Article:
Palestinians participated in a “day of rage” in Gaza and the West Bank on Wednesday in protest of Israel’s planned annexation of parts of the West Bank.
Hamas and other Palestinian factions had called for demonstrations Wednesday in Gaza, the West Bank and East Jerusalem in response to the anticipated announcement on Wednesday of an Israeli plan to apply its sovereignty to settlements.
No such announcement was made by Israel on Wednesday, and the Palestinian protests remained largely peaceful.
Prime Benjamin Netanyahu had set July 1 as the date when his coalition government can begin implementing US President Donald Trump’s Middle East peace plan, which would result in the annexation of all settlements and the Jordan Valley, which constitute about 30 percent of the West Bank.
“The resistance will topple our enemy’s ploy to divide our homeland,” Hamas spokesperson Hazim Qasim said in a statement preceding the protests.
Unlike the Great March of Return protests in 2019, Wednesday’s protests in Gaza did not direct demonstrators towards the border fence with Israel or seek conflict with Israeli forces.
Protesters congregated, instead, in Gaza City, where activists gave speeches and led the assembled crowd of thousands in a “national oath” to the “blood of the martyrs.”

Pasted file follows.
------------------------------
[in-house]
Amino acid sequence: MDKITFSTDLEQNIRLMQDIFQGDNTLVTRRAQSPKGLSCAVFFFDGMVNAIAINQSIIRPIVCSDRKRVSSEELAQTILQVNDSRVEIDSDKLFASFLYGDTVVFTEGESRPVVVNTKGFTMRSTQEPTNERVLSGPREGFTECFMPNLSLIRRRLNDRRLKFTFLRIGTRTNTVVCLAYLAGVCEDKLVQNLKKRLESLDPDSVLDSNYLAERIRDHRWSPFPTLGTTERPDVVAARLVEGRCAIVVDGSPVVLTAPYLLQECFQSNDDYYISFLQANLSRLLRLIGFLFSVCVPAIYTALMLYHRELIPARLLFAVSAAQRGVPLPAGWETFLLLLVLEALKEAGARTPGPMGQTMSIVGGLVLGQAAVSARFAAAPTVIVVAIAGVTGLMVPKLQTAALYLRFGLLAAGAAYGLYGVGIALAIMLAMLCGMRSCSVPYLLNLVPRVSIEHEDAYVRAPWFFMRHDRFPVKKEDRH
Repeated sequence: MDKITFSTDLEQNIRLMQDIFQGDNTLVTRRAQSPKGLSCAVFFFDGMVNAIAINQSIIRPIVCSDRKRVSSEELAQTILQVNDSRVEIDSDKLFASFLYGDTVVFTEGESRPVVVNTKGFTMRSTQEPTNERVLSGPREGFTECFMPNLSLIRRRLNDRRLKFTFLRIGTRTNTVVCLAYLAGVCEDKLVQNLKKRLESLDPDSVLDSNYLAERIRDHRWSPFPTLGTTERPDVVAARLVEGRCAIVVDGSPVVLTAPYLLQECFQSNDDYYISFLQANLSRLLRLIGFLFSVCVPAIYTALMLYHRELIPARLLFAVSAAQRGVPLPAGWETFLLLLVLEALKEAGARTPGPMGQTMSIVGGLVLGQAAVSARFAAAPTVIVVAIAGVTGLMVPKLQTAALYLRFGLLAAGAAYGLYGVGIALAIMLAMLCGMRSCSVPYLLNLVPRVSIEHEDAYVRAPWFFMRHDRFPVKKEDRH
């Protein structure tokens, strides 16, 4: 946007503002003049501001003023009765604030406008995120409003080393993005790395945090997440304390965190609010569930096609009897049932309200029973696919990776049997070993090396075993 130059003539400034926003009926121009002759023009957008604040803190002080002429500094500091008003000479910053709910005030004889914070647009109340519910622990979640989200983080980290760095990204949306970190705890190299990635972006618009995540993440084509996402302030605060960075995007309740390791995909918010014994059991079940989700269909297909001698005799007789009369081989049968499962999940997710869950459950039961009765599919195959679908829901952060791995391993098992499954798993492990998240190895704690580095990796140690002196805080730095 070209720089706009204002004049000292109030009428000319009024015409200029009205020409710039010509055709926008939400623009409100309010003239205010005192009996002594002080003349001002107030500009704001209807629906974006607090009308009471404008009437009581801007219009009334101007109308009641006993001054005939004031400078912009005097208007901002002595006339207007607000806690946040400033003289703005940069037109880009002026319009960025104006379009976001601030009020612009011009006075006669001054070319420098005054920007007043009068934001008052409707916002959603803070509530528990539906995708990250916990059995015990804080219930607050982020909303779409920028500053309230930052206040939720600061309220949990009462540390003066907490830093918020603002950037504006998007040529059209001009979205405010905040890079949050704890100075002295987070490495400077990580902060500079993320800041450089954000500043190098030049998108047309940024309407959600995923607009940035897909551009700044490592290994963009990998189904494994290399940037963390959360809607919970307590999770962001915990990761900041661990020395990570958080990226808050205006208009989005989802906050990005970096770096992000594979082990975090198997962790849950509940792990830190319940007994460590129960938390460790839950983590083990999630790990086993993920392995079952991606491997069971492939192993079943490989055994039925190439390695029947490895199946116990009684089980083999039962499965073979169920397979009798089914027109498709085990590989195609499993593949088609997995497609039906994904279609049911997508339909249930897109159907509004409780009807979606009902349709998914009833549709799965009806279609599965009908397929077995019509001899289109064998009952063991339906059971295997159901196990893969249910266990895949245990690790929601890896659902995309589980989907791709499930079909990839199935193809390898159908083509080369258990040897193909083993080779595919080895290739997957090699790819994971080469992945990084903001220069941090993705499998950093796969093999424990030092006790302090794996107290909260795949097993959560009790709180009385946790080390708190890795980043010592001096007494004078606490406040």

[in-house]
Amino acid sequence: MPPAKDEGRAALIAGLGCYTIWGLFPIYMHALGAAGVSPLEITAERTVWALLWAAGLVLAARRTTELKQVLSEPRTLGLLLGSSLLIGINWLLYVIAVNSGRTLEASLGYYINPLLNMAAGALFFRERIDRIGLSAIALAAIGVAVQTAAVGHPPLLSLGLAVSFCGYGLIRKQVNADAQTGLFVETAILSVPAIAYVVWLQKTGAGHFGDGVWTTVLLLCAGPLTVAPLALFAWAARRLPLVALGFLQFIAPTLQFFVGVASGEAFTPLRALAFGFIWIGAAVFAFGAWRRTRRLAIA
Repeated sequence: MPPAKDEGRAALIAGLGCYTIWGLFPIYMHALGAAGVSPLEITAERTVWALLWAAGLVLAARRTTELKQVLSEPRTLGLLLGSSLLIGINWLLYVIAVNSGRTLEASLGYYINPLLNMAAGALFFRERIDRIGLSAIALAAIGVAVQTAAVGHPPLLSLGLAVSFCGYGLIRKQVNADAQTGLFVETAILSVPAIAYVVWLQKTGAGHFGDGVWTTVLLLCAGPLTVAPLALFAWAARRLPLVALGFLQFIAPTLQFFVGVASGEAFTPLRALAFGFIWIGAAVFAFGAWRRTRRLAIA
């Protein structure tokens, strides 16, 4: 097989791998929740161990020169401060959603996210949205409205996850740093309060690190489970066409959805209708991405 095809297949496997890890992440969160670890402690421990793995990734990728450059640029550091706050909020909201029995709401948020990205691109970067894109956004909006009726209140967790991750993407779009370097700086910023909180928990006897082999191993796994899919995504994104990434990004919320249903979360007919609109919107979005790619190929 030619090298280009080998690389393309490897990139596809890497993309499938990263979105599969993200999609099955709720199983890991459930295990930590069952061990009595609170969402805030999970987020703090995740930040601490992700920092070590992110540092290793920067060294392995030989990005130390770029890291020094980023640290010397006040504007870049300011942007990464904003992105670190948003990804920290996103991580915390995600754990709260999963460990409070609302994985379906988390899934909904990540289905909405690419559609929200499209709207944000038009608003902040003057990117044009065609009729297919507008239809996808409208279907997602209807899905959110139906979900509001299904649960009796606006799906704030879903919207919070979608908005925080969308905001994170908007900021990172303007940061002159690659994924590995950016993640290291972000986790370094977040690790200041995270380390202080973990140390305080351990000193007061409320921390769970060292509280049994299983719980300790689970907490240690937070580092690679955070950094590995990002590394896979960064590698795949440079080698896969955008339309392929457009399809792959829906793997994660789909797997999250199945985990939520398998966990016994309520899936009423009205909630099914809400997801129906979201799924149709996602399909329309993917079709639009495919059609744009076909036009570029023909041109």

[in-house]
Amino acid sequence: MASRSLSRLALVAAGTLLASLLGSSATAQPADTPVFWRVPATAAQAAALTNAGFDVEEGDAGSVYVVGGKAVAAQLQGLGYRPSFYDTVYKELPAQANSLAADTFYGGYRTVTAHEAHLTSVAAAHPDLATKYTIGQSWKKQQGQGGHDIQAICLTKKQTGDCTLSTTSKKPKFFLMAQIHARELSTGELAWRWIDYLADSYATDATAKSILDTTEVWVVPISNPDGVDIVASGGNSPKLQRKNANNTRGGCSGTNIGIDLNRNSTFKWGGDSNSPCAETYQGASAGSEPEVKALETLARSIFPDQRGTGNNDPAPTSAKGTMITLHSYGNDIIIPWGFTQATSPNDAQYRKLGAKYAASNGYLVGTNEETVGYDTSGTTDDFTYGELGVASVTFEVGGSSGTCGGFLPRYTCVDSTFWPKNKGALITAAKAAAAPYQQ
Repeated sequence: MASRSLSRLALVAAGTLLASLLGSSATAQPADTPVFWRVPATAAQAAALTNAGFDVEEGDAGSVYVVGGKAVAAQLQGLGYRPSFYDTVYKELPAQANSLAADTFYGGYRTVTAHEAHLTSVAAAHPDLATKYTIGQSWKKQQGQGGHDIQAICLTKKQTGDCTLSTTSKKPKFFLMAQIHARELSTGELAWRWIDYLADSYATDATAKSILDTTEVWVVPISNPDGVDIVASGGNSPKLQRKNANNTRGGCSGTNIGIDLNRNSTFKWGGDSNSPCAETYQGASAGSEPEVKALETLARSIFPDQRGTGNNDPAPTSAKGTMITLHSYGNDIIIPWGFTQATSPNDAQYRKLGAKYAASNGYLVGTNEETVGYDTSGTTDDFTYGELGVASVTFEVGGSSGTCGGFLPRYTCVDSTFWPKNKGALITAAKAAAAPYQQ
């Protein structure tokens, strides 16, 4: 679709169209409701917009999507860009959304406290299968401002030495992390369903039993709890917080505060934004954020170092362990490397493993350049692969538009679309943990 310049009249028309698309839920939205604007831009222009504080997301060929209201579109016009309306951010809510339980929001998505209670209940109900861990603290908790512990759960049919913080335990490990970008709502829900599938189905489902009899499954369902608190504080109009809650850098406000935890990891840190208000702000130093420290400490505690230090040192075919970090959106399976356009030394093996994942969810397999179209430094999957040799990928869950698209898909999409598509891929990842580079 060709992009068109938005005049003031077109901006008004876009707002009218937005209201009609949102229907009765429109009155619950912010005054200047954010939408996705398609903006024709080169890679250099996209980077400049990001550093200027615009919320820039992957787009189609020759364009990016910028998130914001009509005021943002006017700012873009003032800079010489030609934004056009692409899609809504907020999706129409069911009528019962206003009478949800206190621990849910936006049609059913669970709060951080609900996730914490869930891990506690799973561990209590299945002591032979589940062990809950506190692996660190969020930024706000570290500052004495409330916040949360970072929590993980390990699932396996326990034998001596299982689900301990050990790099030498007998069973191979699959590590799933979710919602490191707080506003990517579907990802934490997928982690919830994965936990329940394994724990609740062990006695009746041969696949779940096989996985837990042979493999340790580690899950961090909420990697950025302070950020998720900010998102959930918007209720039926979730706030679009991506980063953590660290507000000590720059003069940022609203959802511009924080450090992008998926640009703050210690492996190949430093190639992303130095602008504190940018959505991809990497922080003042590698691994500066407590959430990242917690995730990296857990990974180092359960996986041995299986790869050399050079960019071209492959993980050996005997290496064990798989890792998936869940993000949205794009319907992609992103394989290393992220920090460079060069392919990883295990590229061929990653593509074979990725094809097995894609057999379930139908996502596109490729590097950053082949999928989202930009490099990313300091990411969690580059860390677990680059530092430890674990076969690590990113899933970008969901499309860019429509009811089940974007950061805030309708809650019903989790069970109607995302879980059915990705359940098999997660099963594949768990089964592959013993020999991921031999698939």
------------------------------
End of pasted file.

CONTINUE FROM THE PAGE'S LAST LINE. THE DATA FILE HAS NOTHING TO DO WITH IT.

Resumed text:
“The occupation has killed us and killed our children and deprived us of a good life. May God grant the Resistance victory,” a protester told Hamas-run al-Aqsa TV.
Some demonstrators in Gaza City carried signs in English saying: “We Can’t Breathe Since 1948” and “Palestinian Lives Matter,” both of which reference the American Black Lives Matter movement. Others waved Palestinian flags and placards calling annexation a “violation of international law.”
Several sources on social media reported rocket fire from Gaza towards the sea last night as part of a “trial run.” Sources in the Gaza-based terror group Hamas told AFP that the organization was responsible for the rockets, although the IDF says that it did not detect any such missile salvo.
West Bank protests were far more limited in number, perhaps due to the extent of the coronavirus outbreak and attendant lockdowns. On Wednesday, 280 new cases of the novel coronavirus were detected across the West Bank.
At least 100 Palestinians protested in al-Manara square in downtown Ramallah, far fewer than the thousands who turned out over the past week in the Jordan Valley at official Fatah rallies. Several dozen demonstrators also gathered in the West Bank city of Bethlehem.